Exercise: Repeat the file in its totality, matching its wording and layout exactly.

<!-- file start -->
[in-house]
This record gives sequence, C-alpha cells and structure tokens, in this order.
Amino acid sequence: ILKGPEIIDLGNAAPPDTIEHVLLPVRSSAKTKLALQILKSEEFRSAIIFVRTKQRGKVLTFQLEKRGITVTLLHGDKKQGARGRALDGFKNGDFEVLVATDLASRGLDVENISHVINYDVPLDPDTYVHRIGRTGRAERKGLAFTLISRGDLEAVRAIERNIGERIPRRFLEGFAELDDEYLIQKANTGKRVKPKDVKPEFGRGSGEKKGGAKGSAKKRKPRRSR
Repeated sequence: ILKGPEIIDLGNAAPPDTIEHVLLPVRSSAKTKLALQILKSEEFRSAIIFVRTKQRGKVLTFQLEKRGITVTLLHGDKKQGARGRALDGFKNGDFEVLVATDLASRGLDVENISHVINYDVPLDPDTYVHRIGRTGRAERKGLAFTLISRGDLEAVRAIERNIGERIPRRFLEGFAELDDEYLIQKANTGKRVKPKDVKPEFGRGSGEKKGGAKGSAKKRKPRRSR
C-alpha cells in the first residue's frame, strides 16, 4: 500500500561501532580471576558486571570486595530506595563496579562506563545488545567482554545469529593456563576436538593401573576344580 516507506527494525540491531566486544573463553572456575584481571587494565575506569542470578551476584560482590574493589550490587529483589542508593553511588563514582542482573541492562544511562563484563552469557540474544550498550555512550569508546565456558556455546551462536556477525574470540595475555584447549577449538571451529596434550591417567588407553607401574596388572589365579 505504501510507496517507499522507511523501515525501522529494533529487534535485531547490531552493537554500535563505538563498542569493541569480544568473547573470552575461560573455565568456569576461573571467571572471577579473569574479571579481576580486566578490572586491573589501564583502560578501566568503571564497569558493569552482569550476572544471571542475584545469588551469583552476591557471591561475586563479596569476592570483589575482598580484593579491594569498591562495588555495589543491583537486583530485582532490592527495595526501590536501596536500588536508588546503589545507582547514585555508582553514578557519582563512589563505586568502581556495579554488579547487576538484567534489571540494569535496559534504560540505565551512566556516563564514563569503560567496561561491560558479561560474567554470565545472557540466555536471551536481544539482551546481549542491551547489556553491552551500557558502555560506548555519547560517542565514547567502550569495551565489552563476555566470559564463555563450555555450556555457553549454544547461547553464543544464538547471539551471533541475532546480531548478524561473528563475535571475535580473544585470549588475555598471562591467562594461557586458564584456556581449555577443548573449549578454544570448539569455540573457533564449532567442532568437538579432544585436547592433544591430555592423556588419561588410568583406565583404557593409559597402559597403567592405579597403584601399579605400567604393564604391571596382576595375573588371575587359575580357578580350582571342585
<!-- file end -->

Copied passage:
[in-house]
This record gives sequence, C-alpha cells and structure tokens, in this order.
Amino acid sequence: ILKGPEIIDLGNAAPPDTIEHVLLPVRSSAKTKLALQILKSEEFRSAIIFVRTKQRGKVLTFQLEKRGITVTLLHGDKKQGARGRALDGFKNGDFEVLVATDLASRGLDVENISHVINYDVPLDPDTYVHRIGRTGRAERKGLAFTLISRGDLEAVRAIERNIGERIPRRFLEGFAELDDEYLIQKANTGKRVKPKDVKPEFGRGSGEKKGGAKGSAKKRKPRRSR
Repeated sequence: ILKGPEIIDLGNAAPPDTIEHVLLPVRSSAKTKLALQILKSEEFRSAIIFVRTKQRGKVLTFQLEKRGITVTLLHGDKKQGARGRALDGFKNGDFEVLVATDLASRGLDVENISHVINYDVPLDPDTYVHRIGRTGRAERKGLAFTLISRGDLEAVRAIERNIGERIPRRFLEGFAELDDEYLIQKANTGKRVKPKDVKPEFGRGSGEKKGGAKGSAKKRKPRRSR
C-alpha cells in the first residue's frame, strides 16, 4: 500500500561501532580471576558486571570486595530506595563496579562506563545488545567482554545469529593456563576436538593401573576344580 516507506527494525540491531566486544573463553572456575584481571587494565575506569542470578551476584560482590574493589550490587529483589542508593553511588563514582542482573541492562544511562563484563552469557540474544550498550555512550569508546565456558556455546551462536556477525574470540595475555584447549577449538571451529596434550591417567588407553607401574596388572589365579 505504501510507496517507499522507511523501515525501522529494533529487534535485531547490531552493537554500535563505538563498542569493541569480544568473547573470552575461560573455565568456569576461573571467571572471577579473569574479571579481576580486566578490572586491573589501564583502560578501566568503571564497569558493569552482569550476572544471571542475584545469588551469583552476591557471591561475586563479596569476592570483589575482598580484593579491594569498591562495588555495589543491583537486583530485582532490592527495595526501590536501596536500588536508588546503589545507582547514585555508582553514578557519582563512589563505586568502581556495579554488579547487576538484567534489571540494569535496559534504560540505565551512566556516563564514563569503560567496561561491560558479561560474567554470565545472557540466555536471551536481544539482551546481549542491551547489556553491552551500557558502555560506548555519547560517542565514547567502550569495551565489552563476555566470559564463555563450555555450556555457553549454544547461547553464543544464538547471539551471533541475532546480531548478524561473528563475535571475535580473544585470549588475555598471562591467562594461557586458564584456556581449555577443548573449549578454544570448539569455540573457533564449532567442532568437538579432544585436547592433544591430555592423556588419561588410568583406565583404557593409559597402559597403567592405579597403584601399579605400567604393564604391571596382576595375573588371575587359575580357578580350582571342585